Looking at all of the features and benefits from Step 1 and the product / service descriptions you wrote in Step 2, create a single short summary paragraph that describes the core mission of your company. Your mission statement should address 4 things: What do you do? How do you do it? Who do you do it for? The value that your customers will receive.
Now it’s time to write a Mantra. A mantra is not a tag line. It is not your advertising slogan (we will get to that next). A mantra is supposed to distill the essence of your business. A mantra is 2-5 words that convey what your brand stands for. That is your mantra. You should be able to measure every decision you make against your mantra to determine if you are going in the right direction.
Write your tagline. This is different from your mantra in that a mantra should be able to keep your business on course with what you want your brand to stand for, whereas your tagline should be a rallying cry to your customers to chose your brand, be proud that they have chosen your brand and to share your brand with others. Your tagline should convey your company’s benefits with personality and attitude.
7. Brand Positioning in the Market:
Brand positioning is a statement of how your company compares to competitors in the market place. Of course there can be many ways to compare companies, products and services, and all of these will be skewed by the perspective of your customers. However, it is important to fundamentally understand how you would like your company to be positioned vs your competitors in the mind of your customers so that you can craft marketing messages that support those ideas. For instance, ask yourself... If someone is shopping your company vs your competition, how are you differentiated? Are you the highest quality, an innovator? Clarify how you want to be perceived by your target customers relative to your market.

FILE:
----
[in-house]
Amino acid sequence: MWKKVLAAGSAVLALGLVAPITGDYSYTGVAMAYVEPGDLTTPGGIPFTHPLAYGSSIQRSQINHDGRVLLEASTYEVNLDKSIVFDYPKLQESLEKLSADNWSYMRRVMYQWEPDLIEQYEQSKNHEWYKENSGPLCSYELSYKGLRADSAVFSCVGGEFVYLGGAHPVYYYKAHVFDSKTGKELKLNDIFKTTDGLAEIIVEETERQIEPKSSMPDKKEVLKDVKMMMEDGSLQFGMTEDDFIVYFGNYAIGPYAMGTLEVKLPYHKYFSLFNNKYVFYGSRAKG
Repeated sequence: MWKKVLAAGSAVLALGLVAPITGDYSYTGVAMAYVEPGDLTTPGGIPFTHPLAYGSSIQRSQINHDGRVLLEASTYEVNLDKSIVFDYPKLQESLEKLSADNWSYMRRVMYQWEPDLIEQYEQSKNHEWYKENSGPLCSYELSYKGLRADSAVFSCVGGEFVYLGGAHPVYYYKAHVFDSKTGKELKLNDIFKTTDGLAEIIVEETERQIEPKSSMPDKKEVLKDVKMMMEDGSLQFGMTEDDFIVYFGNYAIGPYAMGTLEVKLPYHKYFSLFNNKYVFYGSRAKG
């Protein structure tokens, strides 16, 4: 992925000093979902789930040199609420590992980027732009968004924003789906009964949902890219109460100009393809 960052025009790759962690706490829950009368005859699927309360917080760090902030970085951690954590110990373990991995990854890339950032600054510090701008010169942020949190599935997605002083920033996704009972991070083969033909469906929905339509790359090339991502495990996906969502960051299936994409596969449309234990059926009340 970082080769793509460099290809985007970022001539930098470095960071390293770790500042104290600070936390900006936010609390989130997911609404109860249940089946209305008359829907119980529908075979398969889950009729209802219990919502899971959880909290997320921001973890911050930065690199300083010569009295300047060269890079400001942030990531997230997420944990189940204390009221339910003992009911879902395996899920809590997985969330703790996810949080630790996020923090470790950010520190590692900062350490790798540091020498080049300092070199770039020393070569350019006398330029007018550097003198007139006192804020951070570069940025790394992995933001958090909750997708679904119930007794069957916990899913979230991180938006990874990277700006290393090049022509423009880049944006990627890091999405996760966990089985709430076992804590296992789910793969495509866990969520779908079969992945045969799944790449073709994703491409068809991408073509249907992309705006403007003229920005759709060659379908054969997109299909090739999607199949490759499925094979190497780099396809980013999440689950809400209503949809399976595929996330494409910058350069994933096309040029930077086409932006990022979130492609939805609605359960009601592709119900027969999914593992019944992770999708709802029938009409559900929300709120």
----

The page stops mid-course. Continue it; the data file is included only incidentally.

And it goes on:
8. What is your marketing opportunity?
A marketing opportunity is a need, want or demand trend that a business can exploit because it is not being adequately addressed by competitors. To understand your marketing opportunity you first must identify and clearly define your target market. This often entails anticipating the future needs and creating new products or services before they are in actual demand. However, the danger of this type of new ground breaking is that it typically requires a lot of education, raising awareness and creating demand that does not already exist. In these cases, marketing growth and revenue projections are based on assumptions and therefore increase risk.
9. What do people actually think of your company?
This can only be answered through surveys but it is incredibly important to know what impression people are actually walking away with. Also, you should realize that if you conduct a survey and ask people what they think of you… they are not likely to be completely honest. It is strongly recommended that you hire a third party company to conduct consumer research that consists of current customers, past customers and people who have never been customers but are at least aware that your company exists.
Are you actually doing the work?
Did you write out your answers to those first 6 steps on the Business Plan Workbook? If not, then do them now before you continue. Seriously. This course can only help you if you actually do the work and it will be much easier and quicker for you to do it as we go.
If you have completed the three steps above, congratulations! You now have the beginning of business hypothesis!